In Orange County, Ind., the silver plan offered through Anthem Blue Cross and Blue Shield’s multistate plan is the same price — $487.11 for a 50-year-old — as another Anthem silver plan offered in the marketplace.

Now the Times piece does not mention whether both of those plans offer the exact same benefits.  Hell, the plans aren’t even the same from state to state.  Here is the offering from BCBS in Louisiana:

Blue Cross and Blue Shield of Louisiana $1500, a Multi-State Plan

Blue Cross and Blue Shield of Louisiana $2000, a Multi-State Plan

And here are the multistate plans from Kentucky:

Anthem Blue Cross and Blue Shield Gold DirectAccess, a Multi-State Plan

Anthem Blue Cross and Blue Shield Silver DirectAccess, a Multi-State Plan

The Louisiana plans don’t even mention if they are a silver and gold plan or what.

For now, let’s call the competition aspect of the A.C.A. a work-in-progress.  We are only in the first year and after the insurance companies have a year under their belt the competition aspect of the Act may improve.

This is an open thread.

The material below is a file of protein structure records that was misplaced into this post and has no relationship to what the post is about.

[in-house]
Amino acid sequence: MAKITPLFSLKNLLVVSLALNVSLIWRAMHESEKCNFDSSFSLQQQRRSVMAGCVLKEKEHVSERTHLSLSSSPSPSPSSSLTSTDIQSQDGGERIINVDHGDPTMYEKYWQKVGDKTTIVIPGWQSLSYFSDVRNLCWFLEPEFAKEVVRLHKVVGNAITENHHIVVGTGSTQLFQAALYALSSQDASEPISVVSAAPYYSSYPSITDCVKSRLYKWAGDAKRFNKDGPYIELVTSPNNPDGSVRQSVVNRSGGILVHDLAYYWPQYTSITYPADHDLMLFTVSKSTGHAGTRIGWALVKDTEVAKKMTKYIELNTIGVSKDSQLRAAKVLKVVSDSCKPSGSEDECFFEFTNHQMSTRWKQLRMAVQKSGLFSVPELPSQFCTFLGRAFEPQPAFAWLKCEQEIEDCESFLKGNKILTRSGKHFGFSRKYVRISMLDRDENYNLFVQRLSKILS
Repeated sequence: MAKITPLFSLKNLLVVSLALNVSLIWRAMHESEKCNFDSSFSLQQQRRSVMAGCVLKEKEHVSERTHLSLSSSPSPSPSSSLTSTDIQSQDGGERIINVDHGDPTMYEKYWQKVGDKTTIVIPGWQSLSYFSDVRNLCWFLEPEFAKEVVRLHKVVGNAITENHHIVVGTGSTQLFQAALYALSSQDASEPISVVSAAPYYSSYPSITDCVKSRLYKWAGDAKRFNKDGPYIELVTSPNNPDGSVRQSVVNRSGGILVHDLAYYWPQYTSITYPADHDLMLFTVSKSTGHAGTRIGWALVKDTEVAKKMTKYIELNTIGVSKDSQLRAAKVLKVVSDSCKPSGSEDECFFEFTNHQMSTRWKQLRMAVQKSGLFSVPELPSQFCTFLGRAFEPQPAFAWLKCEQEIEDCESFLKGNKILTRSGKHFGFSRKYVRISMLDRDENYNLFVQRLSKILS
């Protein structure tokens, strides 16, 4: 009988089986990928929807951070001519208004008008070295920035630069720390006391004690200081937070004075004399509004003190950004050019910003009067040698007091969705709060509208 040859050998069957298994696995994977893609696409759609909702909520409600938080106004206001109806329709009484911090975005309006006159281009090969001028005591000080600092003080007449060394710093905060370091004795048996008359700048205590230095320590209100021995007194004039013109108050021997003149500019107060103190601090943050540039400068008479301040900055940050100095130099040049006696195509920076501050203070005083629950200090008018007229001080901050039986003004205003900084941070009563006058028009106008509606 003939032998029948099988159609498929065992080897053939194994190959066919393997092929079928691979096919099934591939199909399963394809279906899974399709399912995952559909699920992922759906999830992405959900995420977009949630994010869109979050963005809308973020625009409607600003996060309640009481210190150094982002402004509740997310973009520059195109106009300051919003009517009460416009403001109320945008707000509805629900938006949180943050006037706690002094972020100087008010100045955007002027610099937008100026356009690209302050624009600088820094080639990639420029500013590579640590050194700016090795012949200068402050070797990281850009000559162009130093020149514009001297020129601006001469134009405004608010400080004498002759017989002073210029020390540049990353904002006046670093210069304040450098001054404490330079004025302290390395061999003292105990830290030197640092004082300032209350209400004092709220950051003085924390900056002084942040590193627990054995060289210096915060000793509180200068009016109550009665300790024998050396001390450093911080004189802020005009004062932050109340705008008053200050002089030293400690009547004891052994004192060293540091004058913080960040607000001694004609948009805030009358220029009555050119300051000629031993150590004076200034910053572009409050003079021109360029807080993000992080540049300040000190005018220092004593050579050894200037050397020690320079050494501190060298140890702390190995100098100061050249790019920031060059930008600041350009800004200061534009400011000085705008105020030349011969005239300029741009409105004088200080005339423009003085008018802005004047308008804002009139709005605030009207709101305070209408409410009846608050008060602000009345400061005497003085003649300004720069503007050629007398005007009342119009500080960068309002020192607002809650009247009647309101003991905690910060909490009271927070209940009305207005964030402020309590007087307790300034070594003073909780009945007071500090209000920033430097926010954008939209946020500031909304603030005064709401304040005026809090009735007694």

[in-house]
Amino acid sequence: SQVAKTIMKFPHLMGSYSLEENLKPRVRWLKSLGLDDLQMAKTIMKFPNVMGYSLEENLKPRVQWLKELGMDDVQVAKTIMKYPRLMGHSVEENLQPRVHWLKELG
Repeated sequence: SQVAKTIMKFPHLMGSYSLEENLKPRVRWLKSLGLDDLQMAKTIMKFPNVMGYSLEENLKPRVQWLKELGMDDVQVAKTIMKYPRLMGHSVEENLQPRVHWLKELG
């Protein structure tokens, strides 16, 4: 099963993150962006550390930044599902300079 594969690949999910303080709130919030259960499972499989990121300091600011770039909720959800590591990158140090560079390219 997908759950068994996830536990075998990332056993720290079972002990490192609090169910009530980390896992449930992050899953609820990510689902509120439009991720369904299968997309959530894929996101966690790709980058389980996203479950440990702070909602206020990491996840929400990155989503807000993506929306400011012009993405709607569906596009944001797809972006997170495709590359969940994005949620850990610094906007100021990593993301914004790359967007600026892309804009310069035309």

10 Responses to "Is there competition in the Affordable Care Act?"

The Baker County problem sounds like a carve-out, and we are familiar with them in SoFla. As opposed to having a number of companies so that prices moderate, the insurers decided among themselves to carve out districts for each of them, offering substandard plans at inflated prices to consumers who then had no choice but to accept them. Tacky? Yes. Illegal? No.

chat@1: Well at least with these plans, they do have to meet a minimum standard for what they are required to offer and a consumer can basically expect that with a silver plan of whatever type they will have a 70/30 split.

Fredster, thanks for posting this because this is going to be a real “PR” problem for any real reform in healthcare. It is quite complicated, but oh so easy to demagogue and create nice little sound bites.

When you dig down into the community ratings for rural America you find a pretty ugly practice. Fewer people with remarkably similar illnesses going to barely functioning hospitals that have cobbled together a financing structure ill-suited for negotiation. It is a mess.